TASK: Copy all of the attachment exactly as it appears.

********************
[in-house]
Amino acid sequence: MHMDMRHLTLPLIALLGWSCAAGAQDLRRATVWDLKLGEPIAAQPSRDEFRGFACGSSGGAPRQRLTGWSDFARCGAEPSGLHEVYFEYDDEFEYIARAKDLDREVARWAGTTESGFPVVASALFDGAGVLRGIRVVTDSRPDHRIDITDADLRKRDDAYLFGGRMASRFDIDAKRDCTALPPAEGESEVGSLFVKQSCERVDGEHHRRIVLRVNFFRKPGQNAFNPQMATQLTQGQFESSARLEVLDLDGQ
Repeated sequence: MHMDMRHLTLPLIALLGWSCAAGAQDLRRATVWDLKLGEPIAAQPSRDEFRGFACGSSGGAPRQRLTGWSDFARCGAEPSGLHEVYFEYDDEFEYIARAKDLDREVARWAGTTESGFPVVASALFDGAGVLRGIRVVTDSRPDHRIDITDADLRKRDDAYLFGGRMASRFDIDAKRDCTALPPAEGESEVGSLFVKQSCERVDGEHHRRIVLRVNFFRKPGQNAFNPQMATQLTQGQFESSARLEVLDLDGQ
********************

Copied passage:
[in-house]
Amino acid sequence: MHMDMRHLTLPLIALLGWSCAAGAQDLRRATVWDLKLGEPIAAQPSRDEFRGFACGSSGGAPRQRLTGWSDFARCGAEPSGLHEVYFEYDDEFEYIARAKDLDREVARWAGTTESGFPVVASALFDGAGVLRGIRVVTDSRPDHRIDITDADLRKRDDAYLFGGRMASRFDIDAKRDCTALPPAEGESEVGSLFVKQSCERVDGEHHRRIVLRVNFFRKPGQNAFNPQMATQLTQGQFESSARLEVLDLDGQ
Repeated sequence: MHMDMRHLTLPLIALLGWSCAAGAQDLRRATVWDLKLGEPIAAQPSRDEFRGFACGSSGGAPRQRLTGWSDFARCGAEPSGLHEVYFEYDDEFEYIARAKDLDREVARWAGTTESGFPVVASALFDGAGVLRGIRVVTDSRPDHRIDITDADLRKRDDAYLFGGRMASRFDIDAKRDCTALPPAEGESEVGSLFVKQSCERVDGEHHRRIVLRVNFFRKPGQNAFNPQMATQLTQGQFESSARLEVLDLDGQ